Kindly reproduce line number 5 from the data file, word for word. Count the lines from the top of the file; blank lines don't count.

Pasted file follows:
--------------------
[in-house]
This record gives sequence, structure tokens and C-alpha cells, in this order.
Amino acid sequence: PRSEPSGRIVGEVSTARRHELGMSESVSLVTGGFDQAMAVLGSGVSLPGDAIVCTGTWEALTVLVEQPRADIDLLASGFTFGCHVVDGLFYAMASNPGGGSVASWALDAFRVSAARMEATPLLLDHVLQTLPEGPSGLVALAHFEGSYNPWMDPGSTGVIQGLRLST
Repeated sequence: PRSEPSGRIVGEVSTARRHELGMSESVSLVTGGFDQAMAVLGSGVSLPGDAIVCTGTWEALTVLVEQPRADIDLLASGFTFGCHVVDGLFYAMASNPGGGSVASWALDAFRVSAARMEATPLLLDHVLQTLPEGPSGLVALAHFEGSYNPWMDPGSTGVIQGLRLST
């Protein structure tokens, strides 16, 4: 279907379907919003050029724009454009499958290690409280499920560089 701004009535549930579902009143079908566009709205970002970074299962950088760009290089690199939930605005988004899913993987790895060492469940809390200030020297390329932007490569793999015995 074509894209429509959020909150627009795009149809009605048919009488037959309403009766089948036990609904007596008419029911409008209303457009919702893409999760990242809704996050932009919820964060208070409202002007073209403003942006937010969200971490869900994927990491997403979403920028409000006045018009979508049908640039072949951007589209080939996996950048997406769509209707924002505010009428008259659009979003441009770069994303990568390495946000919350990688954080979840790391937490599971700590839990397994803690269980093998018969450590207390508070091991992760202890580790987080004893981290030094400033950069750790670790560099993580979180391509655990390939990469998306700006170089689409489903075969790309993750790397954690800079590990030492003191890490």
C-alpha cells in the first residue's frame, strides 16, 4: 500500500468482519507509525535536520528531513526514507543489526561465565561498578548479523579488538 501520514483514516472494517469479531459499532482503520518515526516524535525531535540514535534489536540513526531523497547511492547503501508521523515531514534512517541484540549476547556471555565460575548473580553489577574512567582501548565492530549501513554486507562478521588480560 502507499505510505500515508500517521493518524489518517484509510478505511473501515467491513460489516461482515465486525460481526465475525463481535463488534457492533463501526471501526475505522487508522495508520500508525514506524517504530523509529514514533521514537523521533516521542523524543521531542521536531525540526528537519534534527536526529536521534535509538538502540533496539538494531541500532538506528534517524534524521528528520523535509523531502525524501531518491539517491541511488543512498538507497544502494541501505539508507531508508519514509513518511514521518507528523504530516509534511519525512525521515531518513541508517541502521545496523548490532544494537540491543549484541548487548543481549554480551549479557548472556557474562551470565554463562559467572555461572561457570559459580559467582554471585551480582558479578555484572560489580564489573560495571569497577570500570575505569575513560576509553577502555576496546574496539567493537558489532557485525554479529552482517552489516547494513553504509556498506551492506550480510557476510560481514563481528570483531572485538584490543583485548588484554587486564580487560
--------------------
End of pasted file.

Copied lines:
């Protein structure tokens, strides 16, 4: 279907379907919003050029724009454009499958290690409280499920560089 701004009535549930579902009143079908566009709205970002970074299962950088760009290089690199939930605005988004899913993987790895060492469940809390200030020297390329932007490569793999015995 074509894209429509959020909150627009795009149809009605048919009488037959309403009766089948036990609904007596008419029911409008209303457009919702893409999760990242809704996050932009919820964060208070409202002007073209403003942006937010969200971490869900994927990491997403979403920028409000006045018009979508049908640039072949951007589209080939996996950048997406769509209707924002505010009428008259659009979003441009770069994303990568390495946000919350990688954080979840790391937490599971700590839990397994803690269980093998018969450590207390508070091991992760202890580790987080004893981290030094400033950069750790670790560099993580979180391509655990390939990469998306700006170089689409489903075969790309993750790397954690800079590990030492003191890490």